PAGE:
Kidneys and Excretion (chapters 28 and 29)

 

I.  Basic mechanisms of kidney function 716

           A.  Function of urinary system

1.  Regulate the composition of the body fluids - water balance, electrolyte   & acid-base balance, 

      blood pressure, pH of blood also affected by the kidney

2.  Rids the body of the wastes of metabolism and removal of foreign chemicals, drugs, and food additives.

 

3.     A minor endocrine organs – erythropoietin

 

B.  Anatomy of the nephron and associated blood vessels

 

C.   Types of nitrogenous wastes

 

II.  Excretion in invertebrates

A.  Protozoans and sponges- lack complex excretory organ

1.  Contractile vacuoles excrete water and solutes

    2.  Depends on ambient osmotic conditions- contracts more frequently and expels more water in fresh H2O

           

B.       Flatworms- branched longitudinal tubules in a hollow bulb

             Cilia inside bulb create currents within cell (flame cells)- fluid and waste carried out through       excretory pores.

 

C.       Mollusks- have protonephridia or metanephridia-740

    1.  Freshwater animals- nephridia produce a copious hypoosmotic urine- excrete water, conserve ions

2.  In marine animals- urine- iso-osmotic with body fluid, vol. low to conserve water

 

D.     Crustaceans- rely primarily on antennal and maxillary glands for solute excretion. 

            Urine is formed by filtration at the terminal coelom-sac, which has an arterial; blood supply.

 

   E.    Earthworms- closed circulatory system- excretion is carried out   by nephridia. 

1.  Body fluid enter nephridium through the membrane of the  bulb-like nephrostome, which is ciliated opening into the nephridium

2.  The nephridium gives rise to a coiled tubule, which is closely associated with blood capillaries,

3.  This allows reabsorption of material; the nephridium terminates in a large bladder that opens to the outside by nephridiopore

           

            F.  Insects- excretory structure- Malpighian tubules forms urine by active K+ secretion into the tubules,

                   water and solutes follow passively.  740                 

                   1.  Tubules are outpocketing of the gut at the junction of the midgut and the hindgut.

                   2.  These sacs are washed by the blood, fluids and salts are reabsorbed.

                   3.  The urine formed moves into the hindgut and out of     body through the rectum.

4    Both feces and urine exit through the anus where water is reabsorbed

 

III.   Excretion in vertebrates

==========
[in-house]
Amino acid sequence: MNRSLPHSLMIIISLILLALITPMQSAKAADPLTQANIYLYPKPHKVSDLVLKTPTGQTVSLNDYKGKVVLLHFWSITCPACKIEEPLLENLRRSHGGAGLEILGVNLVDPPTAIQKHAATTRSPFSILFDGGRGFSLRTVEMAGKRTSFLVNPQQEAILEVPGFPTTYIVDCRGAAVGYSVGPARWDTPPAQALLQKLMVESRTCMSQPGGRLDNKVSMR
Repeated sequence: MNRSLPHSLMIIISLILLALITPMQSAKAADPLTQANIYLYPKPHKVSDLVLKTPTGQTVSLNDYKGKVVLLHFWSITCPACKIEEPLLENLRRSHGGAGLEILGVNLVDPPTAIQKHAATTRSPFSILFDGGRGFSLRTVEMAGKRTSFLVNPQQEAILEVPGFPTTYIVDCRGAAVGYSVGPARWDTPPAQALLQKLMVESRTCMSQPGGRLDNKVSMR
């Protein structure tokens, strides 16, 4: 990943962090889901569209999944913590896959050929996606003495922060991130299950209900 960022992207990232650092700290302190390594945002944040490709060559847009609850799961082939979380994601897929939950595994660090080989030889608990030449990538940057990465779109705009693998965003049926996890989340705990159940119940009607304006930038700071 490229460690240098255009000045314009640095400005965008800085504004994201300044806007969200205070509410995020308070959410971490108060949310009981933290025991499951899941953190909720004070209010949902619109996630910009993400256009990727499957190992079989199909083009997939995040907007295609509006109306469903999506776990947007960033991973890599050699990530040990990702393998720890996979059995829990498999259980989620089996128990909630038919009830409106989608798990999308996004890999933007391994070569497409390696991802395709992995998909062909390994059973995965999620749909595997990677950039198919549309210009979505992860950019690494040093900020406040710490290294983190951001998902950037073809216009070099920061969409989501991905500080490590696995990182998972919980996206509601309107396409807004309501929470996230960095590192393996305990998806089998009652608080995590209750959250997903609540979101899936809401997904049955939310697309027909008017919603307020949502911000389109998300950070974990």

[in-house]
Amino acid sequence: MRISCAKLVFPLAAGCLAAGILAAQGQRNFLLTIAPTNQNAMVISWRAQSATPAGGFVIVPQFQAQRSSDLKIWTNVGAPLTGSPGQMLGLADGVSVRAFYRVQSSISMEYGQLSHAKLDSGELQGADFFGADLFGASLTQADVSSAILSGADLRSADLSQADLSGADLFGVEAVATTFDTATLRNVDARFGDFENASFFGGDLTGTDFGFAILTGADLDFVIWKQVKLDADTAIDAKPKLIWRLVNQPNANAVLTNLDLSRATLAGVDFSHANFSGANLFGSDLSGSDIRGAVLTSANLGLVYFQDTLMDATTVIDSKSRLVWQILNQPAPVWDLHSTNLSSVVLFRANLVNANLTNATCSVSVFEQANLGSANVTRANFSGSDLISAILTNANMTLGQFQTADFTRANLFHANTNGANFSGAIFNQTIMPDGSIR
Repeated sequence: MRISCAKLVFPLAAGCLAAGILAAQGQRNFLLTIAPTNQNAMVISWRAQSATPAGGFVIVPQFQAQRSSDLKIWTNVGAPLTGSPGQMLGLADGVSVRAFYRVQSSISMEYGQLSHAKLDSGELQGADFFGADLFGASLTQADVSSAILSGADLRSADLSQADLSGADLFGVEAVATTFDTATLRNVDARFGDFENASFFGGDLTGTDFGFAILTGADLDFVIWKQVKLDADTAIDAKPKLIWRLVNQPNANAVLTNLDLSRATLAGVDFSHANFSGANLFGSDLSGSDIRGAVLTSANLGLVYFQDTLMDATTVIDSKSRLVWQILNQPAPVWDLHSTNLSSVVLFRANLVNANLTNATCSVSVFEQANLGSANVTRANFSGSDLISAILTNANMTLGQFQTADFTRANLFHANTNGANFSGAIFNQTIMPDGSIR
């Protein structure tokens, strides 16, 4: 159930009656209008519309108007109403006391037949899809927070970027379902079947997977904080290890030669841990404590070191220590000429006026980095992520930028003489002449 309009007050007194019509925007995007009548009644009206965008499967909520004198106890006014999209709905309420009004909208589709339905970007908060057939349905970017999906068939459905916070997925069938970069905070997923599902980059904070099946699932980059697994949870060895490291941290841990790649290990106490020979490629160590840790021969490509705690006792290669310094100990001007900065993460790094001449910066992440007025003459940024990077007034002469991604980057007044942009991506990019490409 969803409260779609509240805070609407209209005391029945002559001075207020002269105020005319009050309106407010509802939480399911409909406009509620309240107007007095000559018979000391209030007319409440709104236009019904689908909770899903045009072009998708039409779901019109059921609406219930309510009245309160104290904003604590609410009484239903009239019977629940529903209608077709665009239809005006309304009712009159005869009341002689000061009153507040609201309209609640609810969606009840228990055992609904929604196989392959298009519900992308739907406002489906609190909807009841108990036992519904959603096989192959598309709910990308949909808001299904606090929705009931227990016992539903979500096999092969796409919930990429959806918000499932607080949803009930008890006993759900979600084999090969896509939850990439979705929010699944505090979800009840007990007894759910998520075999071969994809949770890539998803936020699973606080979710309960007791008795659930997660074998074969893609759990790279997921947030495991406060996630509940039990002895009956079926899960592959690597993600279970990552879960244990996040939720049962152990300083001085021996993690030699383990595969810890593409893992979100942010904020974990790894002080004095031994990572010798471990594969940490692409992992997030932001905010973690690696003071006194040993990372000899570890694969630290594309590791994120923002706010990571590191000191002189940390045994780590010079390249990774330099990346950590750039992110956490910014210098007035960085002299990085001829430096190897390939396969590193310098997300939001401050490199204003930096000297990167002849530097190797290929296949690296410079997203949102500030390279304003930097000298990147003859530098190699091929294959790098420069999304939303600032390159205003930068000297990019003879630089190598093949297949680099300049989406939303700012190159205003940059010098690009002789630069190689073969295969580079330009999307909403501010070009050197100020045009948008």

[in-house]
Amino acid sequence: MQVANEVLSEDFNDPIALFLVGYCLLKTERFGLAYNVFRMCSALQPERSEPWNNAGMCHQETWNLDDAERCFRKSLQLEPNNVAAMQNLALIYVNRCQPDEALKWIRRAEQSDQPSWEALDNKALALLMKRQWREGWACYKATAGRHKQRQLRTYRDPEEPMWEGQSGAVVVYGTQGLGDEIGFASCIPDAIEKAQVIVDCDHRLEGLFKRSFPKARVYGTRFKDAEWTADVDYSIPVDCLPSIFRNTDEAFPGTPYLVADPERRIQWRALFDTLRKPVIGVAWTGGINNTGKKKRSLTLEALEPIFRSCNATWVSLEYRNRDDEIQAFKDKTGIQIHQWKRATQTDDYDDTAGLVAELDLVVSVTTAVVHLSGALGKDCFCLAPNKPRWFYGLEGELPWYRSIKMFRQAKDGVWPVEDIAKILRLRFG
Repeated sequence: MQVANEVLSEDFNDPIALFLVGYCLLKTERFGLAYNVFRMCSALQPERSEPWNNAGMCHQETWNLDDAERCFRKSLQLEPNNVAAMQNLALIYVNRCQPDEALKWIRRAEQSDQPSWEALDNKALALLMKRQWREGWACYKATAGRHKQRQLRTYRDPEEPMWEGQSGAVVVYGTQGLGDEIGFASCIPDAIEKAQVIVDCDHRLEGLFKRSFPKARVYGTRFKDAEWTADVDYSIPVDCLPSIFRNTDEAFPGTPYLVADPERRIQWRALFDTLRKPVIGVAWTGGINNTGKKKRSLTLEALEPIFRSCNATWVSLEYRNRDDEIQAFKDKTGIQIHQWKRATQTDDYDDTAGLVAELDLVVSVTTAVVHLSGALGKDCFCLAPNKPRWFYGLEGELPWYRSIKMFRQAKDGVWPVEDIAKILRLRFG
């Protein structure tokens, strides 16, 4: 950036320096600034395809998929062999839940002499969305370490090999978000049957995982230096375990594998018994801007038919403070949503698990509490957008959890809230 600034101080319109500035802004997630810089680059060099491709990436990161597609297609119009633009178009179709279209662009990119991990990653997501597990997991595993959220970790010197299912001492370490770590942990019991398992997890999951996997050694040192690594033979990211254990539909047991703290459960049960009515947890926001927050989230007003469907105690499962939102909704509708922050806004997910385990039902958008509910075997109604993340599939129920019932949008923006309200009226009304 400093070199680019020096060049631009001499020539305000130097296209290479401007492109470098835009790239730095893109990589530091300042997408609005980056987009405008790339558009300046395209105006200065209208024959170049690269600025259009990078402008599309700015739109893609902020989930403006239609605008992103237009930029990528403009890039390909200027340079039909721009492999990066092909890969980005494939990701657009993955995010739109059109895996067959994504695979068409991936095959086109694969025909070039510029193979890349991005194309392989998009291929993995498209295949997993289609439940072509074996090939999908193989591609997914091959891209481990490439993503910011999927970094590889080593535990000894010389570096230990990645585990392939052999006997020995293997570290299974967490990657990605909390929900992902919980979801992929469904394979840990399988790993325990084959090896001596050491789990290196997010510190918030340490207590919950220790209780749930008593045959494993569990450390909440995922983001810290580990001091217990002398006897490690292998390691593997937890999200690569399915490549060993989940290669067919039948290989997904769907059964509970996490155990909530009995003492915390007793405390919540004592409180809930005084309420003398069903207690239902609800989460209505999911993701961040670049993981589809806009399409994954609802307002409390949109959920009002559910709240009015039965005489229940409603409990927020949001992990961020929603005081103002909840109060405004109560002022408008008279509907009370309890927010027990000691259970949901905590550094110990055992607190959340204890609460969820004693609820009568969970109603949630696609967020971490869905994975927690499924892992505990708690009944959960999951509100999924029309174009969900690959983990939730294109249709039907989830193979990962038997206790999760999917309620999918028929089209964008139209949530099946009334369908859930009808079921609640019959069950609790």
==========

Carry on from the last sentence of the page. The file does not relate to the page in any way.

A.  Fish-

1.  Freshwater fish have nephrons- large glomeruli-excrete excess water but conserve ions.

2.  Marine fish- nephrons with very few glomeruli- may be absent

 

B.    Amphibians- similar structure and function to freshwater fish nephrons. 719-723

      They produce copious dilute urine stored in large bladder.

     1.   Patterns of N excretion- diverse; some are ammonotelic when in water, ureotelic on land

 

                    2.  Tadpole liver usually does not have high levels

    of the urea cycle enzymes and the levels do not increase until metamorphosis

 

3.  Two genera of tree frogs in Africa and S. America excrete uric acid

 

        C.   Reptiles- diverse - most are to some extent uricotelic

                   1.  Nephrons adapted to minimize urinary water loss. 

                   2.  GFR - relatively high; most water, nutrients and solutes are reabsorbed

                   3.  Do not have a bladder; urine drains from their ureters into the cloaca and is refluxed into the hindgut.

                   4.  Urine is modified in the colon/cloaca by active solute uptake and passive water reabsorption

                   5.  Nephrons are unable to form hyperosmotic urine

 

           

        D.   Birds- similar to reptiles

                   1.   Kidneys not evolved to the effectiveness of the mammal's

                   2.  Uric acid excreted

                   3.  Salt glands in the head

 

 

IV. Urine formation in mammals 724

A.   Mechanisms:  filtration, reabsorption, and secretion

B.    Regulations:  neural, hormonal, and autoregulation

C.   The ability of the kidneys to concentrate urine:  The counter-current multiplier system 729

 

V. Urine formation in other vertebrates 738

 

VI. Nitrogen disposition and excretion 744

 

VII.  The dramatic adaptations of particular species 757

                Body size and water costs. 750

                Desert survival. 758